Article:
>MOSS development tips

>(Originally posted 19 February 2009).

Other than the classic (and largely non-technical) project concerns of scope management, configuration management etc. there are key challenges to a MOSS deployment. The process for moving the MOSS solution between environments, for example, is more complex than other .NET projects. This is due to the way MOSS separates configuration, content and code. The process is also heavily dependent upon the environments being used. Implementing changes to Production post go-live are particularly challenging as of course you need to retain content. Generally, the process is routinely underspecified. A document explains the steps involved here.

A general lack of adherence to a MOSS centric methodology other than general MSFT best practices causes developer confusion. The key MSFT document here is – β€œSharePoint Products and Technologies Customization Policy 2007”. This is intended to be a framework for organisations providing MOSS platforms. Organisations should also use this list as a starting point to verify the quality of solutions that are submitted for deployment. Along with providing a check after a solution has been developed, the code acceptance checklist can make a good training tool. The steps required to plan, design and deploy MOSS projects are defined here. A governance plan is recommended as a means of gaining early support from key stakeholders across organizations. It forces consensus and designates ownership for numerous key deployment considerations for governance and for information architecture. Tracing and error logging support are required reading for MOSS developers.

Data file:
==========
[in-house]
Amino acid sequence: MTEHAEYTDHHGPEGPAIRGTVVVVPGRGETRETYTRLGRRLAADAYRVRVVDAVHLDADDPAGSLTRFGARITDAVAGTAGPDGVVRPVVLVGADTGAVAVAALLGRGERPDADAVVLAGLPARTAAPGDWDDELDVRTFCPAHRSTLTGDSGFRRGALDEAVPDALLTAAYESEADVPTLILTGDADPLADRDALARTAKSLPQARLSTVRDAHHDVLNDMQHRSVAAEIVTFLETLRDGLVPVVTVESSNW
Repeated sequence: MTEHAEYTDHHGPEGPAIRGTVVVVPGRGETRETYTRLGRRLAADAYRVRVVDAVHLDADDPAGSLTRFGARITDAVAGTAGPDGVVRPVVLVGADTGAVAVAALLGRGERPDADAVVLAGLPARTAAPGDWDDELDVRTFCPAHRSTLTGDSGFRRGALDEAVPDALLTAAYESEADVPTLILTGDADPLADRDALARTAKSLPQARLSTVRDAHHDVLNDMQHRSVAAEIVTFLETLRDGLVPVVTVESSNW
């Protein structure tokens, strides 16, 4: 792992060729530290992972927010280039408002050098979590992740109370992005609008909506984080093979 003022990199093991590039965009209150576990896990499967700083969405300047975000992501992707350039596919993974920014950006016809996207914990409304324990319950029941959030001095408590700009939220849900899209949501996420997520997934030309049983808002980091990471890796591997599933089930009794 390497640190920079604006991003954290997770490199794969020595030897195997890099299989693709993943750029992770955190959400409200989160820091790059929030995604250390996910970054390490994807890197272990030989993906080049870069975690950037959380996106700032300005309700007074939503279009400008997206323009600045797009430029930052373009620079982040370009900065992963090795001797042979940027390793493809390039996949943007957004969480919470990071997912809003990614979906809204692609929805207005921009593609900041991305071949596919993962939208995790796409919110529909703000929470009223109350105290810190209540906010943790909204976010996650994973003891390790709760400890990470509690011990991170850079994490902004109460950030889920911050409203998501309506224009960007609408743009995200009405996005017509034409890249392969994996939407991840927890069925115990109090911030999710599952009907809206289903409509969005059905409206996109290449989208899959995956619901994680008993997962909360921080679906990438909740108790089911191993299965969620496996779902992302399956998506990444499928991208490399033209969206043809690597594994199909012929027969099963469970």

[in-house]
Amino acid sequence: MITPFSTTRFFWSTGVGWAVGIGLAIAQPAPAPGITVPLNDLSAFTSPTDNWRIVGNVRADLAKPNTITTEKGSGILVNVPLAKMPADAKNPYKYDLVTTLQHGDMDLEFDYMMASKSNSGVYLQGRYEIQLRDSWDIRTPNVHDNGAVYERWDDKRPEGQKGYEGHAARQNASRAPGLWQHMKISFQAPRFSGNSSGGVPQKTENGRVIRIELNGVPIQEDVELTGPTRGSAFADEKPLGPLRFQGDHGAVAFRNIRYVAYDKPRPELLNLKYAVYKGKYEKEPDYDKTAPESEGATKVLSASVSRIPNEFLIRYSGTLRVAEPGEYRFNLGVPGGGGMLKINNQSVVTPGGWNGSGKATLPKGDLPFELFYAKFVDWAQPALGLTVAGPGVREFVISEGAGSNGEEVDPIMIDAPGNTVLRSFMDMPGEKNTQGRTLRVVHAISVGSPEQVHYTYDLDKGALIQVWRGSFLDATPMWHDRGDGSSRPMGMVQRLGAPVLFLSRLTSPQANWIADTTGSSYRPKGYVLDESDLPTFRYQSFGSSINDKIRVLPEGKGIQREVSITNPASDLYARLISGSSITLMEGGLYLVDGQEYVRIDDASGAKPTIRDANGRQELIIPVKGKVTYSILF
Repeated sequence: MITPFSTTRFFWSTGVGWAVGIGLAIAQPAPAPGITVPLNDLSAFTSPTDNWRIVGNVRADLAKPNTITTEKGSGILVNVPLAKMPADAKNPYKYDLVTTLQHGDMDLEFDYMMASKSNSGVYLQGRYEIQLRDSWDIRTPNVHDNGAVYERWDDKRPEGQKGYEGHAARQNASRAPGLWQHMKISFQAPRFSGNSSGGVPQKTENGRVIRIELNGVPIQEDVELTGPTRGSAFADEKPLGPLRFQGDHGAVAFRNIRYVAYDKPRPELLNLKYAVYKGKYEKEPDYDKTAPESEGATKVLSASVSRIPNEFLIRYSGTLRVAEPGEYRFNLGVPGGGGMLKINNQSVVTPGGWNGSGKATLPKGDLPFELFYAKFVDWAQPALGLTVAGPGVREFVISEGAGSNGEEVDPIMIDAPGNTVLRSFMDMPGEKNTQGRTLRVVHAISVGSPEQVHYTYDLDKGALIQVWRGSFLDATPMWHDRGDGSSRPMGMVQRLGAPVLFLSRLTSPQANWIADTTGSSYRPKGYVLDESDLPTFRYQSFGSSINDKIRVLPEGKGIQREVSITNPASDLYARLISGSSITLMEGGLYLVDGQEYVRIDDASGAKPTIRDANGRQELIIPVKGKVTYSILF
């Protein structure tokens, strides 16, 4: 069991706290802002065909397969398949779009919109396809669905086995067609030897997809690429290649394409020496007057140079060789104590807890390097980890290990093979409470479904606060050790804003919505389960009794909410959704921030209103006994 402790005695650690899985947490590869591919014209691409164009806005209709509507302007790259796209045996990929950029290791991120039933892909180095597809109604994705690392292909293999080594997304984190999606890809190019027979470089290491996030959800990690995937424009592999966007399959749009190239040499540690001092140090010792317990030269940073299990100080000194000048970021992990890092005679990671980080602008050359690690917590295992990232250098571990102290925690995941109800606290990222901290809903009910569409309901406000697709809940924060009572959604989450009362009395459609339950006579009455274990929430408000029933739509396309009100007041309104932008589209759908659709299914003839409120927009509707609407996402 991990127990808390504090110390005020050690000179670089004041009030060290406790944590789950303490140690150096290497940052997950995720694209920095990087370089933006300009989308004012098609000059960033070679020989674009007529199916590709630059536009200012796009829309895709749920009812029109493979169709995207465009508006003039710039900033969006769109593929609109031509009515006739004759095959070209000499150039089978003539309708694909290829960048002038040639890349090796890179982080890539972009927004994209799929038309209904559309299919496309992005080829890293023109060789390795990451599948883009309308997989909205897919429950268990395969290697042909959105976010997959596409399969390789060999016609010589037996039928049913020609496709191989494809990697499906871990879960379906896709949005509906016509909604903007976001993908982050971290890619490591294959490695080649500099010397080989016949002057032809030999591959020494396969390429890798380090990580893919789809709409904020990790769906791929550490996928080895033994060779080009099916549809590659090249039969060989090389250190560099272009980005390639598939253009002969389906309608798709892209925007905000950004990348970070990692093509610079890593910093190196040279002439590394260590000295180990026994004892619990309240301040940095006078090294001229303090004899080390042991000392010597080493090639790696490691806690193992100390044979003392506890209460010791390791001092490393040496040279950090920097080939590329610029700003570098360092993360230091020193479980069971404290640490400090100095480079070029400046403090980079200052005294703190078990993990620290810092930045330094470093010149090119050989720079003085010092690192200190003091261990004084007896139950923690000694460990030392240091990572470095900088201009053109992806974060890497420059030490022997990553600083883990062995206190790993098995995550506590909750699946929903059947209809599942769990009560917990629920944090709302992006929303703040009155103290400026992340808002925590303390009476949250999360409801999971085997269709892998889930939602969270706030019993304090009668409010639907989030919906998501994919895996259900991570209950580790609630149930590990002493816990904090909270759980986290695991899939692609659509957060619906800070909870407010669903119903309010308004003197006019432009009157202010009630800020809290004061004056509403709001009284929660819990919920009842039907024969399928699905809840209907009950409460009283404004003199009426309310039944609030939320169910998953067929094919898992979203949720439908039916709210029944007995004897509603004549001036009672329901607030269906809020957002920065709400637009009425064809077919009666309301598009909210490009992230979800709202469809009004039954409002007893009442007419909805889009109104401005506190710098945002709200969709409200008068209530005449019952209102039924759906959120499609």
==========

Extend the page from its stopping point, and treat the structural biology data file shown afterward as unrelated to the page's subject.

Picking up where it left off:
Reporting is generally required from MOSS applications. The method used to write them is typically C#.NET against the MOSS object model. IT departments are generally aware of SSRS and like its OOB functional abilities e.g. export to PDF/Excel, publish to MOSS, tie to workflow and non-specialist skills required. They find it difficult to understand why MOSS reporting is not so straight-forward.

MSFT wording here has been relaxed around use of SSRS against MOSS and now it may be prudent to copy relevant MOSS tables or database to a reporting database periodically and query directly against that. The decision to do this requires explicit KT and consultation with the IT department e.g. MSFT are more likely to change the DB schema than the object model therefore any reports written against the DB schema could be rendered unusable with future SPs or releases. It will generally be less problematic however than the alternative.

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